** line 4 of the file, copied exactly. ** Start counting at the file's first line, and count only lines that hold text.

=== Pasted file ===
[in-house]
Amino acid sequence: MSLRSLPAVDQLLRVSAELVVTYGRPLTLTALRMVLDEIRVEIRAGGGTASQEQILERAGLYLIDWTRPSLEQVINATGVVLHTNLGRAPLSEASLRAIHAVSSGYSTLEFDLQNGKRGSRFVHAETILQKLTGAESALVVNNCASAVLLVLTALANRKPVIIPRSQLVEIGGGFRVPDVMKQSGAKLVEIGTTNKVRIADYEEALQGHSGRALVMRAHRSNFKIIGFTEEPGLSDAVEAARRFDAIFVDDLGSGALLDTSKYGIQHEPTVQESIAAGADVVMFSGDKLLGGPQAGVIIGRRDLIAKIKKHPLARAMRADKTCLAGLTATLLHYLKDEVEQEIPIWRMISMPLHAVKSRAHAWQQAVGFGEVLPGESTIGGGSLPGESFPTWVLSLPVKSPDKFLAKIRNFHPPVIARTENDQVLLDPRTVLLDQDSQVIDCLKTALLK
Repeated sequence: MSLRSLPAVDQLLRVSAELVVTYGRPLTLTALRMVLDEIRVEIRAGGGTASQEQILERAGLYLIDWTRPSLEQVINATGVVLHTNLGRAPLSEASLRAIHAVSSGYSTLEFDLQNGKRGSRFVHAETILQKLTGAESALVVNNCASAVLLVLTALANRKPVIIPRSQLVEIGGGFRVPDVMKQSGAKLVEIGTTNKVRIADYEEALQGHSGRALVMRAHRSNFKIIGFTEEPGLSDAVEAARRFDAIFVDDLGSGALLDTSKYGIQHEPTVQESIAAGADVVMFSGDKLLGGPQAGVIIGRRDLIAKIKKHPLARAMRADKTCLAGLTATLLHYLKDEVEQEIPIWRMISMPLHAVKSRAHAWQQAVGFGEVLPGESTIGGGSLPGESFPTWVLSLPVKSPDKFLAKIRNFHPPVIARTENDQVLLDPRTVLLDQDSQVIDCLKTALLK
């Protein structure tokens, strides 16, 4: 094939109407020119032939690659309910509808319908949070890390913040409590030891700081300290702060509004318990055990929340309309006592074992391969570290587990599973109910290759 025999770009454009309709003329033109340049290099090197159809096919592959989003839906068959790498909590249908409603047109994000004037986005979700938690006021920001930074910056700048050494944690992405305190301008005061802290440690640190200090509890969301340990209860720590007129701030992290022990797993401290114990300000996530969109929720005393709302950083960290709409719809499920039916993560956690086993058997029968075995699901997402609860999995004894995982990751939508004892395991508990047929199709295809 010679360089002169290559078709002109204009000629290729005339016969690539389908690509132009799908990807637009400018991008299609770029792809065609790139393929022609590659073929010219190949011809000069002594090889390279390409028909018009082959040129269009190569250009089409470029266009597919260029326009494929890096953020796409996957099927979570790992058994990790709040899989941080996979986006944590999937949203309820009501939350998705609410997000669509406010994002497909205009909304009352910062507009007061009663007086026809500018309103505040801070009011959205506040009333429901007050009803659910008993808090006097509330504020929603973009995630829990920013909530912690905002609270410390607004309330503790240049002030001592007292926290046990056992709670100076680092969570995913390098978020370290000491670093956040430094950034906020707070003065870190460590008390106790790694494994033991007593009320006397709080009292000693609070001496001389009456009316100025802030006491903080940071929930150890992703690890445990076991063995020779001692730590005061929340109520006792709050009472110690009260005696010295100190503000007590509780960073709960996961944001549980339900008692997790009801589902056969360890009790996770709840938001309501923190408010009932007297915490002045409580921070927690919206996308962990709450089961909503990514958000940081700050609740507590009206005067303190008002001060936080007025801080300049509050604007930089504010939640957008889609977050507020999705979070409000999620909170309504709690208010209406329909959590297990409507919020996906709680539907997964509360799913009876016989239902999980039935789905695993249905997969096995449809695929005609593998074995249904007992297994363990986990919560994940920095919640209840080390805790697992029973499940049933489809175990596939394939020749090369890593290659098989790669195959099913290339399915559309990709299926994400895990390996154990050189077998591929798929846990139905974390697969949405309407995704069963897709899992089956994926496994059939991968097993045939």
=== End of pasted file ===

């Protein structure tokens, strides 16, 4: 094939109407020119032939690659309910509808319908949070890390913040409590030891700081300290702060509004318990055990929340309309006592074992391969570290587990599973109910290759 025999770009454009309709003329033109340049290099090197159809096919592959989003839906068959790498909590249908409603047109994000004037986005979700938690006021920001930074910056700048050494944690992405305190301008005061802290440690640190200090509890969301340990209860720590007129701030992290022990797993401290114990300000996530969109929720005393709302950083960290709409719809499920039916993560956690086993058997029968075995699901997402609860999995004894995982990751939508004892395991508990047929199709295809 010679360089002169290559078709002109204009000629290729005339016969690539389908690509132009799908990807637009400018991008299609770029792809065609790139393929022609590659073929010219190949011809000069002594090889390279390409028909018009082959040129269009190569250009089409470029266009597919260029326009494929890096953020796409996957099927979570790992058994990790709040899989941080996979986006944590999937949203309820009501939350998705609410997000669509406010994002497909205009909304009352910062507009007061009663007086026809500018309103505040801070009011959205506040009333429901007050009803659910008993808090006097509330504020929603973009995630829990920013909530912690905002609270410390607004309330503790240049002030001592007292926290046990056992709670100076680092969570995913390098978020370290000491670093956040430094950034906020707070003065870190460590008390106790790694494994033991007593009320006397709080009292000693609070001496001389009456009316100025802030006491903080940071929930150890992703690890445990076991063995020779001692730590005061929340109520006792709050009472110690009260005696010295100190503000007590509780960073709960996961944001549980339900008692997790009801589902056969360890009790996770709840938001309501923190408010009932007297915490002045409580921070927690919206996308962990709450089961909503990514958000940081700050609740507590009206005067303190008002001060936080007025801080300049509050604007930089504010939640957008889609977050507020999705979070409000999620909170309504709690208010209406329909959590297990409507919020996906709680539907997964509360799913009876016989239902999980039935789905695993249905997969096995449809695929005609593998074995249904007992297994363990986990919560994940920095919640209840080390805790697992029973499940049933489809175990596939394939020749090369890593290659098989790669195959099913290339399915559309990709299926994400895990390996154990050189077998591929798929846990139905974390697969949405309407995704069963897709899992089956994926496994059939991968097993045939």